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Is there a correlation between cosmetic procedures and mental health?

Cosmetic surgery became more prevalent, with numerous body trends and technological advancements influencing the most popular procedures. Since then, millions of treatments have been carried out.

The decision to undergo cosmetic surgery has received a lot of attention lately. Therefore, it is crucial for psychologists to discuss with patients the psychological effects of cosmetic surgery and what may increase or decrease their willingness to have it done. 

Although it appears that not enough is being done to ensure the psychological security of those undergoing aesthetic procedures, it is possible that this causes mental health issues in the patients.

The primary reason people seek cosmetic procedures is typically body image issues

The primary reason people seek cosmetic procedures is typically body image issues.

Body Dysmorphia

Body image issues are typically the main driving force behind seeking out any type of cosmetic procedure. Typically, these concerns are centered on the targeted body part, such as the nose in the case of rhinoplasty.

Numerous mental health conditions are characterized by severe body image issues. Body dysmorphic disorder is the most frequent reason for seeking cosmetic procedures. Body dysmorphic disorder affects 1-3% of the general population, but 16–23% of those who seek cosmetic surgery suffer from it. 

Involvement in body dysmorphic disorder includes preoccupation or obsession with one or more perceived physical flaws that are not obvious to others or appear to be minor. The person with body dysmorphic disorder will engage in repetitive behaviors and thoughts in response to their distress over the flaw.

Some people with these worries are unable to go so far as to eat dinner with their families out of fear of being seen.

Since the emotional pain of body dysmorphic disorder appears to stem from concerns about outward appearance, it stands to reason that people with this condition are more likely to seek help at a cosmetic clinic than a mental health facility.

When people with body dysmorphic disorder undergo cosmetic surgery, they often report feeling the same or worse afterward. They might worry more about the perceived flaw, leading them to seek additional cosmetic procedures.

Body dysmorphic disorder patients are more likely to sue their cosmetic surgeon if they are unhappy with the results of their procedure.

Due to these factors, health professionals generally consider body dysmorphic disorder to be a “red flag” or contraindication for cosmetic procedures.

Still, there are some gray areas here. According to a number of studies, people with body dysmorphic disorder can lessen their symptoms after receiving a cosmetic intervention, but the obsession may simply shift to a different body part; the diagnosis of body dysmorphic disorder remains.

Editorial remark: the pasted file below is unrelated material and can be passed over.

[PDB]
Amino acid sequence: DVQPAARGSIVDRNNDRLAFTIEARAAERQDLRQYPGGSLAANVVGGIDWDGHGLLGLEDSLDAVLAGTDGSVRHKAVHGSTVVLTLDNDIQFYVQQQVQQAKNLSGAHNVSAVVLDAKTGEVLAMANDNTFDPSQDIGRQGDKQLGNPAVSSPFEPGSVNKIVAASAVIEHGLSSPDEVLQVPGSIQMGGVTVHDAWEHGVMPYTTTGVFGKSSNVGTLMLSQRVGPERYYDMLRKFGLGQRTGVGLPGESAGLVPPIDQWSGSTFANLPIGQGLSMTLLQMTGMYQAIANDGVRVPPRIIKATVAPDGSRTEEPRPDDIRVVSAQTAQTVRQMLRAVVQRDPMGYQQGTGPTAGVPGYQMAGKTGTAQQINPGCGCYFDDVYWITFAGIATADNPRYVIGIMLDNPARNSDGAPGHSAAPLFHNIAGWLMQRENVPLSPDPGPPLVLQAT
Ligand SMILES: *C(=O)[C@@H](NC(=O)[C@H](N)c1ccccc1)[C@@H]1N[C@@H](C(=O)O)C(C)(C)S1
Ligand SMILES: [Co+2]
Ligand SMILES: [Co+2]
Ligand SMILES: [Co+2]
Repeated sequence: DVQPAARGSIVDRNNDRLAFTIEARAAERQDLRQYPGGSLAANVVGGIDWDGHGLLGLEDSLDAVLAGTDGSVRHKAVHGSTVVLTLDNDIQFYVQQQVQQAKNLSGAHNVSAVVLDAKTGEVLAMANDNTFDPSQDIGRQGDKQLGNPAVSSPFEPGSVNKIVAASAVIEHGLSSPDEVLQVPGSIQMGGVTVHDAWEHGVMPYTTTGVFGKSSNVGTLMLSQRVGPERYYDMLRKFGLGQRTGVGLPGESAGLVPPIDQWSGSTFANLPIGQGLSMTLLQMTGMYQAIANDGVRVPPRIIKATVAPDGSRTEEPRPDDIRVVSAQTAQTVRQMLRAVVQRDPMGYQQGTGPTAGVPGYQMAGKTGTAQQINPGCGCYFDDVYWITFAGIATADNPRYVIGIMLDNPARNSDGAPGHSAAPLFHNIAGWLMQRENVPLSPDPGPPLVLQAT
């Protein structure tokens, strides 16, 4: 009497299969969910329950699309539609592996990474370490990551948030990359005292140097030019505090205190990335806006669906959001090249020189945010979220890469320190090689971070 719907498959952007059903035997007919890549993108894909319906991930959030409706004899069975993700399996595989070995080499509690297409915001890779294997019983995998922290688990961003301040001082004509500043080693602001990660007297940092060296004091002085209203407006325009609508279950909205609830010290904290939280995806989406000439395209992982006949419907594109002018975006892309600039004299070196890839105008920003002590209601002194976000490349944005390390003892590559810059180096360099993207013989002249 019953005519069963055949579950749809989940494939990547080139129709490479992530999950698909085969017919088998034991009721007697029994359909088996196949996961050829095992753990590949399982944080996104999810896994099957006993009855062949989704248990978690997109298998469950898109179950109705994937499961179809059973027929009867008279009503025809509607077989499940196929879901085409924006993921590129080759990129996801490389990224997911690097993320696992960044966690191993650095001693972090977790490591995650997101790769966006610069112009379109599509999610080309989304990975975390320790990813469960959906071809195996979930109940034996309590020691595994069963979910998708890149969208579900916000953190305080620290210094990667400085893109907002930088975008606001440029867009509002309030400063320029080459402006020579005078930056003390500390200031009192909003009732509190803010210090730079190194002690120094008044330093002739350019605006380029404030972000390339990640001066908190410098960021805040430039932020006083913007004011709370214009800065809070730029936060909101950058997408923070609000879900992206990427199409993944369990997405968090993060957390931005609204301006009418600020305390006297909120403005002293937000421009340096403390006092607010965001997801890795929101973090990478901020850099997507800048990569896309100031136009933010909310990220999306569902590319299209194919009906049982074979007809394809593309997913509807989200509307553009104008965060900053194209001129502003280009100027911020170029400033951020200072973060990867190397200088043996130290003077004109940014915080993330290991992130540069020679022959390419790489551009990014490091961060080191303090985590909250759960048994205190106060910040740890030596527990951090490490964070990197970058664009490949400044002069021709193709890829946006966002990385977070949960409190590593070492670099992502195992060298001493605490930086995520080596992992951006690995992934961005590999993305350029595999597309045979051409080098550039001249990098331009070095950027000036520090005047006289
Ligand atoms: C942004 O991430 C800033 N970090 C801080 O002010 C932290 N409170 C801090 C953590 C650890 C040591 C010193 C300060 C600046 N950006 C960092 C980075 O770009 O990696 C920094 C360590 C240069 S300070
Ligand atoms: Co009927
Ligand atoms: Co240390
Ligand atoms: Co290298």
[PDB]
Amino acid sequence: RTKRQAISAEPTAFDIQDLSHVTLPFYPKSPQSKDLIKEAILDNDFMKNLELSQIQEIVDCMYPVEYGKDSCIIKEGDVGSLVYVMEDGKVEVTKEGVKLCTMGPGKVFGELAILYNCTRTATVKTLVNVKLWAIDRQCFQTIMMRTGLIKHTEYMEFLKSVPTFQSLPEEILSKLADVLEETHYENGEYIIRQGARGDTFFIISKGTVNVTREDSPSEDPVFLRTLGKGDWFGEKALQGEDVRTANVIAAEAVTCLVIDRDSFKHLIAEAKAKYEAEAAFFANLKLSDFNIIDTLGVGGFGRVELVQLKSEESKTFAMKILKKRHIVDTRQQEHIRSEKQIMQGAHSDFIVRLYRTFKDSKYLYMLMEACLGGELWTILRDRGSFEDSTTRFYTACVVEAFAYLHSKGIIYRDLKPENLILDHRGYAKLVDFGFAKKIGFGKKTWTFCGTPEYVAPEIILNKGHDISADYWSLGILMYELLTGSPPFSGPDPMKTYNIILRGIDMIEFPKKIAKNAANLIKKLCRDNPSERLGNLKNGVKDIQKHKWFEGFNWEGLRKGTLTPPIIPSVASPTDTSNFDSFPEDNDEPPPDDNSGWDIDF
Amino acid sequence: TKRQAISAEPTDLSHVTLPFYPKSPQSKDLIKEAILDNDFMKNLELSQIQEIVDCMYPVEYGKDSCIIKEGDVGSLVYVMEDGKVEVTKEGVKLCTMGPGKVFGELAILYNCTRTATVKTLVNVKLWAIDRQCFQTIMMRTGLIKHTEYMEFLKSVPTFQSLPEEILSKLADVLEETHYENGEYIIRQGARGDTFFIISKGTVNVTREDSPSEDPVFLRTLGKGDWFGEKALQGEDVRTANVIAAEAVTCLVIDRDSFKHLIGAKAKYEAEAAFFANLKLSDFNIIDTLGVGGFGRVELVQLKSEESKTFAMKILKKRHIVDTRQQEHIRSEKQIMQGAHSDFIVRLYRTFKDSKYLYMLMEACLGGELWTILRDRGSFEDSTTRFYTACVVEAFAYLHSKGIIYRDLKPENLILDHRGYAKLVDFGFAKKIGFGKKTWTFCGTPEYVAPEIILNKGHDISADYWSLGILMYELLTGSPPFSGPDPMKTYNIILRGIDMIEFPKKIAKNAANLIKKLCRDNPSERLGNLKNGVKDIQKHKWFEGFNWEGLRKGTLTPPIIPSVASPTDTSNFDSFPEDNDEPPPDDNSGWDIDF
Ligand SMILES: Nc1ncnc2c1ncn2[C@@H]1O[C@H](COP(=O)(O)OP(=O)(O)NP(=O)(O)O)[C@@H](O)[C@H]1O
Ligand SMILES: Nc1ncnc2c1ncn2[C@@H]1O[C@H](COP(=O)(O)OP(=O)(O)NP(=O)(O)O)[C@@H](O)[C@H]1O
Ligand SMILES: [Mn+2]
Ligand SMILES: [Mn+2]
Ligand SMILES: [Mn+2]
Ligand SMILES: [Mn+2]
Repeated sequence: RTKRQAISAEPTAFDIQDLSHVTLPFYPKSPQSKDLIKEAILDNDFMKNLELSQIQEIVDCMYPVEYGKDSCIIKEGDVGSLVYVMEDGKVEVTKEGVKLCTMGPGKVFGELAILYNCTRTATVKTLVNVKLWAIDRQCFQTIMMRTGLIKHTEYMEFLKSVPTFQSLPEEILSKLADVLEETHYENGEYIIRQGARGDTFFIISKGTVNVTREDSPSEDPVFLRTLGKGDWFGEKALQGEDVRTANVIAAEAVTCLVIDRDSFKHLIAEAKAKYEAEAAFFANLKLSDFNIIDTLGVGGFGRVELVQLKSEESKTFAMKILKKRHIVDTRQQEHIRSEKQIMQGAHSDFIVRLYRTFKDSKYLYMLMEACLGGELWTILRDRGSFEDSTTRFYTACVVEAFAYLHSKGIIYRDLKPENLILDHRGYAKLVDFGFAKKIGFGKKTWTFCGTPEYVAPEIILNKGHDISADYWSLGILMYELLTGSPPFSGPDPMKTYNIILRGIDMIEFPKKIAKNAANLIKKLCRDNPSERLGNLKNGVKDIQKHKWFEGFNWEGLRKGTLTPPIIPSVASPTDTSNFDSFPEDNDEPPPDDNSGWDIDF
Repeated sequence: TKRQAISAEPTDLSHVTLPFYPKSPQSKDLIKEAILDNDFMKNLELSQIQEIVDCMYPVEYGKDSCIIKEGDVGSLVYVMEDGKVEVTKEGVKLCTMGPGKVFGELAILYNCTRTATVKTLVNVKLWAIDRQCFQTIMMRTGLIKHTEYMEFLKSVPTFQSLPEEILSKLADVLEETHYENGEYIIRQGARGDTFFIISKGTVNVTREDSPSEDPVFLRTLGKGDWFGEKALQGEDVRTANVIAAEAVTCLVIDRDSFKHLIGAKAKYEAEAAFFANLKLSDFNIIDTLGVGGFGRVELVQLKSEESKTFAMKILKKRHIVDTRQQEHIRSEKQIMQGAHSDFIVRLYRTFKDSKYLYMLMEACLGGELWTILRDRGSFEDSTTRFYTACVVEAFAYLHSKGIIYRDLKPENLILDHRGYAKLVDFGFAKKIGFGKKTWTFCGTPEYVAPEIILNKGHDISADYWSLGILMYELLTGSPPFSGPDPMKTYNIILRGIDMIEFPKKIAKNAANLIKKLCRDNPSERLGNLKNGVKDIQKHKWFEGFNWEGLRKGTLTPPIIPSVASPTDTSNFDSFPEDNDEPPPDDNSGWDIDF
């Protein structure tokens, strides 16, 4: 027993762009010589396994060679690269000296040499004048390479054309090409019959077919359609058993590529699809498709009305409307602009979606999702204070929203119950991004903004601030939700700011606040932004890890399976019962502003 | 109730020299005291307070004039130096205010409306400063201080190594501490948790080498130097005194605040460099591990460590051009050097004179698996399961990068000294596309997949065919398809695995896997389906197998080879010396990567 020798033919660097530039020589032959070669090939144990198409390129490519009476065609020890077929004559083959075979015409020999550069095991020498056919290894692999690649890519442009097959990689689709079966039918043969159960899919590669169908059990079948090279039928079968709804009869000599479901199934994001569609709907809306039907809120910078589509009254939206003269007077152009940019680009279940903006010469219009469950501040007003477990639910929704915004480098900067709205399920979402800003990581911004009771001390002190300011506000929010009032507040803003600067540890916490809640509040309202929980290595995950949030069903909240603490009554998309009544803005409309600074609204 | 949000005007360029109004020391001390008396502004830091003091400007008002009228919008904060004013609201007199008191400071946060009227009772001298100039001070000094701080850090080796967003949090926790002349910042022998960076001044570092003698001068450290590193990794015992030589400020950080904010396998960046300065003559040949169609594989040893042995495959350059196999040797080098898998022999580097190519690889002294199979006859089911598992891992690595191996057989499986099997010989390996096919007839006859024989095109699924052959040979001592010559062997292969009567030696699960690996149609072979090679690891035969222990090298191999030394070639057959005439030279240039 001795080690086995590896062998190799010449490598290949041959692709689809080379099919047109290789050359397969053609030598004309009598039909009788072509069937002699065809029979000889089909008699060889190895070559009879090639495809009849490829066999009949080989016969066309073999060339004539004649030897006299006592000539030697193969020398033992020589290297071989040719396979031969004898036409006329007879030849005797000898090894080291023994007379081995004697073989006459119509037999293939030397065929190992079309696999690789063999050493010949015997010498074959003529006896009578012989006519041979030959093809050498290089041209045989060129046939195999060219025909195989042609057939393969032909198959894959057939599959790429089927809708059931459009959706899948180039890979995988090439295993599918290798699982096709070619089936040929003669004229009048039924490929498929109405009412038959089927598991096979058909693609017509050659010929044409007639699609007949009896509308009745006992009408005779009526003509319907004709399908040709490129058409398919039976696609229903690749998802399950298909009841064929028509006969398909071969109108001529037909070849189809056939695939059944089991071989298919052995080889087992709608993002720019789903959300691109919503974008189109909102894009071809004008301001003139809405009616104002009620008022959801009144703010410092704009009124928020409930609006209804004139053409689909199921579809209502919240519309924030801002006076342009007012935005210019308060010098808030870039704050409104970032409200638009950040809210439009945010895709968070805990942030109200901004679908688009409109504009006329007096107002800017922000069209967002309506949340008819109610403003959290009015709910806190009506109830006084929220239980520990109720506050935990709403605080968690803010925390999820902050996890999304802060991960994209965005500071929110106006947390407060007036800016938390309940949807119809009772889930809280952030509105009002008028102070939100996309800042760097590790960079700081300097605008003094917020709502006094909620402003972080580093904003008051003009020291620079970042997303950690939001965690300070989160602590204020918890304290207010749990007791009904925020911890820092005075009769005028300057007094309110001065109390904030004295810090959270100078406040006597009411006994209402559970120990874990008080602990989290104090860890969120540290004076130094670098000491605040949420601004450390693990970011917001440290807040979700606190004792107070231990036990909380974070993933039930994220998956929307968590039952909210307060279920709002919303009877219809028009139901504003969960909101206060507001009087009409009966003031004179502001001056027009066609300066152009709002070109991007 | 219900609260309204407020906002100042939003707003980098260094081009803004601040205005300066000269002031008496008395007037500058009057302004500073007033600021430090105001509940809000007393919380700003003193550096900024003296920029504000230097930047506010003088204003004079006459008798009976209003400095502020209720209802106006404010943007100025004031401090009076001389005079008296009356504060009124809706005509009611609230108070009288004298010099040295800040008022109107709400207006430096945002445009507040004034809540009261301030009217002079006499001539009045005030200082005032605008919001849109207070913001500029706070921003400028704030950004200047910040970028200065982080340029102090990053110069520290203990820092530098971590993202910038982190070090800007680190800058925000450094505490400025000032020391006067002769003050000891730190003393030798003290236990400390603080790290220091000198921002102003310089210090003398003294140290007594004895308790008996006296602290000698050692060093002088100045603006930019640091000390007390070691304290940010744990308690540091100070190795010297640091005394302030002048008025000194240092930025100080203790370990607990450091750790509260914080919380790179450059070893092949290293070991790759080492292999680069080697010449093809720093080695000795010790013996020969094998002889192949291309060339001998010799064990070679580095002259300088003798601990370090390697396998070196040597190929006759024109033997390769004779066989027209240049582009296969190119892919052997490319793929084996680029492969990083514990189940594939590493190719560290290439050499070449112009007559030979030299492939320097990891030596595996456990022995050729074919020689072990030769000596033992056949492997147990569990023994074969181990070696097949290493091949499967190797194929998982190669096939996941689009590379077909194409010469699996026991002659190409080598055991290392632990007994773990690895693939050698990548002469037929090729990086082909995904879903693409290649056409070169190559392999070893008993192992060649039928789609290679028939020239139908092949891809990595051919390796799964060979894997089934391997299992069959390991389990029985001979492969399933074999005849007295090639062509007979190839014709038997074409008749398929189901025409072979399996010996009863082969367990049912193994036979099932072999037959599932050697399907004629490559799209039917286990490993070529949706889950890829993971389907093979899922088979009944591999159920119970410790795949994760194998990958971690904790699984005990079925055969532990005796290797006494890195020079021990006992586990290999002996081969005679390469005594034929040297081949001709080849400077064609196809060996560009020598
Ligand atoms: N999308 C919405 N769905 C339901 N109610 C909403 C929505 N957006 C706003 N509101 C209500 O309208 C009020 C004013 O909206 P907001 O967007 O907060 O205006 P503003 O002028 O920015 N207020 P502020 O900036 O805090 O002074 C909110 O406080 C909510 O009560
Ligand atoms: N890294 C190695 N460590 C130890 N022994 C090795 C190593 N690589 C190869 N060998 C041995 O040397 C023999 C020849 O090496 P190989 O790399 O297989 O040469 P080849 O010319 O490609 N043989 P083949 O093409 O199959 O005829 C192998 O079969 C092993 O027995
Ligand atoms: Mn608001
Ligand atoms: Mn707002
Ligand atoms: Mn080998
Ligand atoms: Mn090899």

What about others with mental illnesses?

There is a lot of further research on body dysmorphic disorder, but it’s not the only mental illness that could lead to unfavorable outcomes after cosmetic surgery.

Although researchers have focused extensively on body dysmorphic disorder, they have paid less attention to other mental health conditions. The fact that body image is central to body dysmorphic disorder may explain why it has received more attention in the field of cosmetic surgery than other psychiatric disorders.

Researchers have focused on body dysmorphic disorder and overlooked other mental health disorders.

Researchers have focused on body dysmorphic disorder and overlooked other mental health disorders.

So, what should occur?

All cosmetic surgeons and practitioners should, ideally, have enough training to perform a quick routine assessment of every potential patient. Those who show signs that they are unlikely to benefit psychologically from the procedure should be further evaluated by a mental health professional before having it done.

This could involve a comprehensive clinical interview regarding the motivations for the procedure and the completion of a range of standard mental health questionnaires.

If a person is discovered to have a mental health problem during the assessment process, the mental health professional may still advise against moving forward with the procedure. They might recommend getting psychotherapy to deal with the problem before having the cosmetic procedure.

Assessments are currently advised but not required prior to undergoing cosmetic surgery. There should be an evaluation if there are signs that the patient has significant underlying psychological issues.

This means that we’re depending on the cosmetic doctor to be able to identify these problems, even though they may have received only rudimentary psychological training in medical school and even though their practice might benefit from ignoring such diagnoses. 

Ultimately, because they are treating patients who are seeking care for psychological as opposed to medical reasons, cosmetic practitioners must put the patient’s welfare first in order to maintain their professional integrity and defend themselves against legal action. Patient satisfaction could probably be increased with a mandatory evaluation for all patients seeking cosmetic procedures.

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